Saturday, March 6, 2010

Rocket propulsion: 1668

You may make Figures of what shape your fancy best pleaseth: the body must be made of light wicker rods, and in the midst of the body let there be placed an axel-tree, having two Wheels coming into the water, yet so as they may not be seen: these Wheels must be made hollow, to contain a quantity of sand or water: the use of it is to keep the body of your Figure upright, and able to sink it so far into the water as is needful, and likewise to make it swim more steady: note that these Wheels must be lose, and the axel-tree fast: in the midst of the axel-tree place three or four Rockets one by another, with their mouths all one way: yet so provided that there may be such a distance between each Rocket, that there may come a vent from the tayl of the first to the mouth of the second, and from the second to the third. And to the end that may continue the longer in motion, you may place divers lights about the Body, to make it more beautiful; every of which lights extinguishing shall give a report, and so conclude.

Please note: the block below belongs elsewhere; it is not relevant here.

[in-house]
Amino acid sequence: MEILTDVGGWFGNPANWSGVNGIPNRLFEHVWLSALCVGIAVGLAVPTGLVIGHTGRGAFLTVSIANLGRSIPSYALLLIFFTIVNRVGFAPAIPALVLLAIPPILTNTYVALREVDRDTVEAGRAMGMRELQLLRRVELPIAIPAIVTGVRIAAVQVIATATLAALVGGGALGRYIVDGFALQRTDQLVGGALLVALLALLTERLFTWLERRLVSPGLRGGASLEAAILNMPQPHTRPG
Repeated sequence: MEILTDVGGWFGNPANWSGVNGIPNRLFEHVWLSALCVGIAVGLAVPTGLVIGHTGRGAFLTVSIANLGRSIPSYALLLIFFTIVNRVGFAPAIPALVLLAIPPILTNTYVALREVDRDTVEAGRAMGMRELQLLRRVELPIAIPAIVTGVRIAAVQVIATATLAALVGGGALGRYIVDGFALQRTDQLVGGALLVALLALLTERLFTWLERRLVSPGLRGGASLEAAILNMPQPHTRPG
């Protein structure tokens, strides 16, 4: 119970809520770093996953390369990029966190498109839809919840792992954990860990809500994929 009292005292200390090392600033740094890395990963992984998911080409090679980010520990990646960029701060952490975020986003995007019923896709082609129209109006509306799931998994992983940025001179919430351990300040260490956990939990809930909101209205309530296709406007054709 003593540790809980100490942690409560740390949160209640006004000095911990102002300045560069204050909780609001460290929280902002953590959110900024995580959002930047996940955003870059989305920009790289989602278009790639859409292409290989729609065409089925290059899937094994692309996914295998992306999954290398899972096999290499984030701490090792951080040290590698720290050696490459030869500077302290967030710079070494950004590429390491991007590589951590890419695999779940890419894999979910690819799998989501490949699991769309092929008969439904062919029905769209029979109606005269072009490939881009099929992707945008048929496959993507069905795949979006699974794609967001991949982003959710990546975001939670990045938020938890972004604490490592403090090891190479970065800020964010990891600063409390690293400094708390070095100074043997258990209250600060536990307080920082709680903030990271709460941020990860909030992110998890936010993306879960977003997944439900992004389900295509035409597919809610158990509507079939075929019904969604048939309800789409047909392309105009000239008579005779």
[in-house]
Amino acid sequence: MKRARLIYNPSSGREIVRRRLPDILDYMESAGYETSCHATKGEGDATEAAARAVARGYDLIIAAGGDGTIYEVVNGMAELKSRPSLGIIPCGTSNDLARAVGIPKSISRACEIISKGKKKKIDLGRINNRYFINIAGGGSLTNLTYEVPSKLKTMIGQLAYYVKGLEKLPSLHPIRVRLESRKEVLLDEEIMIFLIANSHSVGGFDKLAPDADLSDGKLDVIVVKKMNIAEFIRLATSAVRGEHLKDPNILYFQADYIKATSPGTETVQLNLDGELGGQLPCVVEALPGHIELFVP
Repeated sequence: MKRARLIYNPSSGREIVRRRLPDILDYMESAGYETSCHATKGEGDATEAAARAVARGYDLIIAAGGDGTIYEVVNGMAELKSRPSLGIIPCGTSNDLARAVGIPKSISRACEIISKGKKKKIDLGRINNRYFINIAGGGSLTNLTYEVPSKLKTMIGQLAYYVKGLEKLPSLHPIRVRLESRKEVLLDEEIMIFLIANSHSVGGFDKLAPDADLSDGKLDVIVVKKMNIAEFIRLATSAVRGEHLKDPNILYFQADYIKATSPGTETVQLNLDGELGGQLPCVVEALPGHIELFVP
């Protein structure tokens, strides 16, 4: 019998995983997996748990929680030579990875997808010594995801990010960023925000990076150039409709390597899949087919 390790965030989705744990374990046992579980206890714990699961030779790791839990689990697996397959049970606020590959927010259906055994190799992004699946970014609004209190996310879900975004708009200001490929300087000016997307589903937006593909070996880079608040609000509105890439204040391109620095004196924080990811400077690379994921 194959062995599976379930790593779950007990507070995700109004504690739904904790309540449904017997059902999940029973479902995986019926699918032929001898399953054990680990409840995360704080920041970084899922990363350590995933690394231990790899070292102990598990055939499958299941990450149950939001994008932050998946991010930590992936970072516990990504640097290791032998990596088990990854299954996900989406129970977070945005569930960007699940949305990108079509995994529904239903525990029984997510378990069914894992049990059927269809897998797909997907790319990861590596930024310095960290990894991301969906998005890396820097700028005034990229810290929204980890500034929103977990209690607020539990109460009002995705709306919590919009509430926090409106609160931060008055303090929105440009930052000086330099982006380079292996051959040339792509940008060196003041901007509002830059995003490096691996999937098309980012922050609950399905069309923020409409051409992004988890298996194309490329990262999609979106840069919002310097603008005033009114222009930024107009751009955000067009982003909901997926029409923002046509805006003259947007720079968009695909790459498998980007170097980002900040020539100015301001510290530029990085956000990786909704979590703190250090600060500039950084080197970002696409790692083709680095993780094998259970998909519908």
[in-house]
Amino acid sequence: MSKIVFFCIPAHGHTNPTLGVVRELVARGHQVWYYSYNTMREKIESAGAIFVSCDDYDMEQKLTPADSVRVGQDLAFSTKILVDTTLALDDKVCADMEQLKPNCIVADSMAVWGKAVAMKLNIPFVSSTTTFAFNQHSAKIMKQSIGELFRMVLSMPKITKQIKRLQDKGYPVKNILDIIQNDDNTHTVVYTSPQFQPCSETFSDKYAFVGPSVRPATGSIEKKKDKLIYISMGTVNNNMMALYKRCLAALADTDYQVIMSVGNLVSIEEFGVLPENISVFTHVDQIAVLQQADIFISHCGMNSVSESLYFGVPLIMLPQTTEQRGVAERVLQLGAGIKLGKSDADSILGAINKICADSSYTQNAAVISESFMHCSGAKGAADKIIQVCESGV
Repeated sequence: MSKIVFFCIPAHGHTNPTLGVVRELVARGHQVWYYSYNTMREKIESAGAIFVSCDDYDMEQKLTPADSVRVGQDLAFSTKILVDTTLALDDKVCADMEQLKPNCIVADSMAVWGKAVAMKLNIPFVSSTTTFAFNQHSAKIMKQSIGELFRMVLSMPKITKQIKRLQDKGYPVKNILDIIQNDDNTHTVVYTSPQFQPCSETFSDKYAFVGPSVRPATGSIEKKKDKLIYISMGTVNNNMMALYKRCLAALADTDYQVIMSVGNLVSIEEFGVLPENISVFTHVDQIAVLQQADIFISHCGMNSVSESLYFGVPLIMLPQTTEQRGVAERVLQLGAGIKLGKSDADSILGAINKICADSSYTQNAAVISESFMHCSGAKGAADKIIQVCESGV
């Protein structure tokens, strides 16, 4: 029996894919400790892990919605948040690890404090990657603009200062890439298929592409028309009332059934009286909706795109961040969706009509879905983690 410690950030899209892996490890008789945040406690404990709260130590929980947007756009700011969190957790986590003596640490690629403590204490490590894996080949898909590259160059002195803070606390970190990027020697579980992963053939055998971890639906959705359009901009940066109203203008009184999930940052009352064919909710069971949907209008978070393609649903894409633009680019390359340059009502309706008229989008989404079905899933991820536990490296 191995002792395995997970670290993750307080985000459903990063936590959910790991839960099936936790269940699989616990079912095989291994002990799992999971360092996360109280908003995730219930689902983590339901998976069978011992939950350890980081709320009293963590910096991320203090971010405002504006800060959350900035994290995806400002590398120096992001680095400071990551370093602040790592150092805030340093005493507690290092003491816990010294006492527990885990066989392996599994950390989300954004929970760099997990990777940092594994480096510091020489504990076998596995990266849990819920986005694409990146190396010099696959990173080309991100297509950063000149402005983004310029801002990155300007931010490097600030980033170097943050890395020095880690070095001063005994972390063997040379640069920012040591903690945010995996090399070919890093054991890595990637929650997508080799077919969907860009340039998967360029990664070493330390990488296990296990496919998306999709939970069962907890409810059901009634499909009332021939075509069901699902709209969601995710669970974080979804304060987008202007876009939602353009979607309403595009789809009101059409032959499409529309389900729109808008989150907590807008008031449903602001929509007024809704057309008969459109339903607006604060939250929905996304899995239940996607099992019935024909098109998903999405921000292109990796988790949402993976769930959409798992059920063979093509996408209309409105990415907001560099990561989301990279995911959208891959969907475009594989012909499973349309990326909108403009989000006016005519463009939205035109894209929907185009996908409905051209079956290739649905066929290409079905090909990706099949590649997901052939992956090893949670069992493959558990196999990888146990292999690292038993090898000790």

--From A Rich Cabinet--

If you were watching a fireworks display in 1668 you might be sitting on a boat, or on the shore of a river. Rocket-propelled mermaids and whales would float by, covered in lights that made loud noises as they went out. Someone would have built a small castle, from the door of which a dragon would emerge, spitting flames. Then Neptune, riding on a sea-horse would fight him. There would be fountains of fire, and other such wonders, but there also would be a real story and a clear demonstration of art involved.

With our high-flying fireworks displays of today, that's something we hardly ever see. I can only imagine what it must have been like, because I've never seen a fireworks display that sounds half as good as one of theirs. Fireworks just seem kind of boring to me, and compared to what used to be done with them, they are.

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